At 6:50 p.m. ET on Thursday, United Airlines flight UA808 carrying North Korea’s top negotiator Kim Yong Chol will touch down in Dulles International Airport just outside Washington.
By the time he is scheduled to depart on a China Air flight at 3:35 p.m. Saturday, North Korea’s former spymaster hopes to have secured Kim Jong Un a second high-profile summit with Donald Trump.
The envoy is reportedly carrying a letter from the North Korean leader that he hopes to hand to Trump, following Friday meetings with Secretary of State Mike Pompeo and U.S. special representative to North Korea Steve Biegun.
Reports suggest Trump could soon announce a date for a second summit, with the Washington Post reporting a March or April sit-down possibly in the Vietnamese town of Danang.
But the White House has yet to comment on the visit, and Vice President Mike Pence said Wednesday that North Korea has failed to take any substantive steps to give up its nuclear weapons.
After months of stalled negotiations, the talks represent a chance for Washington and Pyongyang to establish meaningful steps toward a lasting peace on the Korean Peninsula. But experts are divided about what, if anything, a second summit can achieve.
“While it's encouraging that the two sides now seem poised to follow up their Singapore summit, the elephant in the room is what will this accomplish?” John Hemmings, Asia Director at the Henry Jackson Society, a British foreign policy think tank, told VICE News. “We still don't have any identifiable progress from the first drumroll event. North Korea seems determined to have its cake and eat it in terms of breaking down sanctions, getting development aid, and even investment for not very much in return.”
Despite the lack of progress towards denuclearization, Trump has been consistently upbeat in his assessment of the previous talks.
“With North Korea, we have a very good dialogue,” Trump said on Jan. 6. “I’m going to not go any further than that. I’m just going to say it’s very special. And anybody else but me, you’d be in war right now.”
Trump isn't the only one who sees positives in the U.S.-North Korean negotiations in recent months.
“There has been movement since the last summit,” Joel Wit, a former State Department official who helped negotiate the 1994 U.S.-North Korea Agreed Framework, told VICE News.
Wit points to comments from Pence that the U.S. had changed its position on asking for a full declaration of North Korea's nuclear program up front “because it realized that was unrealistic and wouldn't help the negotiations move forward.”
He also noted Kim Jong Un’s offer to dismantle the Yongbyon nuclear facility — unusually for the regime showing part of its negotiating hand in public. Wit also cites U.S. moves to create a better atmosphere for the next summit, including an expected announcement about the limited lifting of a sanction that prevents American NGOs from visiting North Korea.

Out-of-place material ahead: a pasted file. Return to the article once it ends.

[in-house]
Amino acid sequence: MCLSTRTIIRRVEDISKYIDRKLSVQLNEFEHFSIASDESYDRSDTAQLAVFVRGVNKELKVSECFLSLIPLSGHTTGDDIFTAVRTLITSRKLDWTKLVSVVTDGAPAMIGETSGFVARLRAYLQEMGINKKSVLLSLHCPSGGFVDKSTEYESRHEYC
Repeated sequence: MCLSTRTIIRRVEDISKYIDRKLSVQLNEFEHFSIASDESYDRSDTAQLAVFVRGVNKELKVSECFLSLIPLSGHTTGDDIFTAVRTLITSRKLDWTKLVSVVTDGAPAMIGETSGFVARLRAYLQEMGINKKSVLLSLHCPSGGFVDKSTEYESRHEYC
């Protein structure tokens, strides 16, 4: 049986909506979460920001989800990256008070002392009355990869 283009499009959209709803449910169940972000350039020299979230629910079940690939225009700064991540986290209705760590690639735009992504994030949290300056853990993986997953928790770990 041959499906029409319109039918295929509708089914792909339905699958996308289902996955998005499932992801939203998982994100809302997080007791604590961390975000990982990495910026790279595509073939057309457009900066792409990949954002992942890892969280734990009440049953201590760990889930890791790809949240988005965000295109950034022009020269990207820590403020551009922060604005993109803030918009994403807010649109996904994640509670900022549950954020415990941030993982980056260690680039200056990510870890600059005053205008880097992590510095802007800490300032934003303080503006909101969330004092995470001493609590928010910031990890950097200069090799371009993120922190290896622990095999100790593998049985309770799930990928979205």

The former official said that anyone expecting overnight denuclearization “was not living on this planet.”
“For those of us who have actually participated in negotiations with North Korea and in any negotiations, all of these signs are interesting in that they might point at creating an atmosphere for some real movement forward,” said Wit, who co-founded the 38North project that analyzes North Korea activity.
At the end of June’s Singapore summit, Kim pledged to “work toward” denuclearization on the Korean Peninsula. But Pence made clear this week that North Korea had not gone far enough.
“While the president has started a promising dialogue with Chairman Kim, we still await concrete steps by North Korea to dismantle the nuclear weapons that threaten our people and our allies in the region,” Pence told American ambassadors gathered at the State Department.
That claim is at odds with Trump’s declaration hours after the conclusion of the Singapore summit that “there is no longer a Nuclear Threat from North Korea.”
That Twitter announcement was widely derided, but experts say negotiations are a two-way street and in order to get North Korea to continue to engage in talks about denuclearization, the U.S. will need to offer something big in return.
“The North Koreans have expressed repeatedly the willingness to go down the road of denuclearization but not as a unilateral measure,” Jenny Town, a research analyst at the Stimson Center, a nonpartisan think tank, told VICE News. ”Making progress will require the U.S. to present substantive measures as well. That is the point of negotiations. The goal of this next summit should be to figure out a few concrete next steps for both sides to continue down that road.”
Those “concrete steps” could be hammered out during this week’s round of meetings, but any substantive advances won’t be announced until the second Trump-Kim summit, in order to maximize media coverage.
And that media coverage is what experts claim Kim seeks above all, using Trump to boost his profile on the international stage while giving little back in return.
However, Wit says this is “an analysis by people who don't know much about North Korea.”
While he admits Kim does benefit from the global exposure of a summit, “there is a lot more going on here.”
“For anyone who has been following what Kim Jong Un has been saying and doing for the past year or so, they would see that there is something much more significant going on here, and that is a shift in the direction in which North Korea wants to head in the future, and that means much greater emphasis on economic development. And in that context, North Koreans understand that in order to make progress on that front, they need to put their nuclear weapons program on the negotiating table,” Wit said.
Cover image: North Korea's leader Kim Jong Un (R) walks with US President Donald Trump (L) during a break in talks at their historic US-North Korea summit, at the Capella Hotel on Sentosa island in Singapore on June 12, 2018. (SAUL LOEB/AFP/Getty Images)